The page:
Part of the American History & Genealogy Project

Julia Dent Grant 1826 ~ 1902

 


Julia Dent Grant

Julia Dent Grant was a Missourian by birth, being the daughter of Judge Dent, of St. Louis, who resided on a large farm near that city. Here Mrs. Grant spent her girlhood. Her youngest brother, Frederick J. Dent, was appointed to West Point and formed a strong attachment for his classmate, Ulysses S. Grant, who had been appointed to the Military Academy from Ohio: This intimacy caused young Grant to come with his cadet friend young Dent, to St. Louis, when they had their first furlough. The result of the meeting of young Grant and Miss Dent was their marriage on the 22nd of August, 1848, at Judge Dent's city residence in St. Louis. Through all the trials to which Mrs. Grant was subjected as the wife of a lieutenant in the army in the forties and fifties, she bore herself with much loyalty to her husband and to her children; in fact her devotion to her husband and her children was her most striking characteristic.

When the war of the Rebellion broke out Lieutenant Grant had resigned from the army and was living at Galena, Illinois. They had four children, three sons and one daughter, and were in reduced circumstances. Governor Yates in his great dilemma for mustering officers, received from E. B. Washburn a recommendation of Ulysses S. Grant, a citizen of Galena. The ex-lieutenant of the army made haste to respond to the call of Governor Yates and engaged in drilling the troops at Springfield. Soon after he was appointed Colonel of the 21st Infantry Volunteer Regiment, in May, 1861, and from that time until his victorious entry into Washington at the close of the war, Mrs. Grant remained with her family except for making an occasional visit to her husband in the field. Through every phase of her husband's brilliant promotion from one high position to another, Mrs. Grant was the same unaffected, sincere, devoted wife, mother and friend.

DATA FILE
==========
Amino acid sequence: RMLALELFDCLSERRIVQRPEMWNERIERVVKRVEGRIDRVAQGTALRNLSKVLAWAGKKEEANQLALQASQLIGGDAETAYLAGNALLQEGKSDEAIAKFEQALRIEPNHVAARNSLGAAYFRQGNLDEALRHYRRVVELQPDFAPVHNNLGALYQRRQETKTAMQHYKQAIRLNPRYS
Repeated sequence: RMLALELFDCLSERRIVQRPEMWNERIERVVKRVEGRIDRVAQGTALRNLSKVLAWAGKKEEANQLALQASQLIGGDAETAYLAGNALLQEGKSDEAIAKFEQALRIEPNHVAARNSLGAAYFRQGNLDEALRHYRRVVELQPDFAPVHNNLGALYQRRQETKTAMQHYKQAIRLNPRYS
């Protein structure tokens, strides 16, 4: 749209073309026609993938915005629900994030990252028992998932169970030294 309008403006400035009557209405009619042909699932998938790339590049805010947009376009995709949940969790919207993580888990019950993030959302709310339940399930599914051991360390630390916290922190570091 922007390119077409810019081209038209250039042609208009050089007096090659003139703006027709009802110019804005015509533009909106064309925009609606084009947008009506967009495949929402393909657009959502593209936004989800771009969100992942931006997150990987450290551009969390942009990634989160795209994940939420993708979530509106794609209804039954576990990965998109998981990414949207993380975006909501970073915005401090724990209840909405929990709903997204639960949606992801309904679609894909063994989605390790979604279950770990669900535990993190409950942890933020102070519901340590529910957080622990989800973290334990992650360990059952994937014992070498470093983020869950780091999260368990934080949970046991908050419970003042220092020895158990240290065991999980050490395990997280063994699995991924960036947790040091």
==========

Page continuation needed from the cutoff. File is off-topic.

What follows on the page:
When General Grant was elected to the Presidency she assumed the duties of Lady of the White House with the same simplicity of manner, sincerity and cordiality that had characterized her whole life. At no time in the history of the country has any woman who presided over the White House been called upon to conduct more brilliant functions than was Mrs. Grant. Entering the White House so near the close of the war there were more distinguished visitors to Washington than there have ever been during any administration. She received royalty and the most illustrious of our country with such genuine hospitality and graciousness as to avoid all criticisms and to win universal admiration. For eight years she was the first Lady in the Land, and it can be claimed that she made no enemies and was much beloved for her goodness of heart and sympathetic disposition.

At the close of General Grant's administration, in their journey around the world, they were received by the crowned heads of every country, and Mrs. Grant was universally admired for the simplicity of her manner and sincerity of her greeting. Her absolute devotion to her husband and children has left an example worthy of emulation. Her faithful vigilance during General Grant's long illness is especially to be admired

Weary of excitement and of being in the public eye, her children being married and away from her, she sought the National Capital for a home in which to spend her declining years. She received the continued respect and loving thought of the Nation to the day of her death in 1902. Her remains rest beside her husband's in the tomb on Riverside Drive, New York.

Women of America

Source: The Part Taken by Women in American History, By Mrs. John A. Logan, Published by The Perry-Nalle Publishing Company, Wilmington, Delaware, 1912.

 

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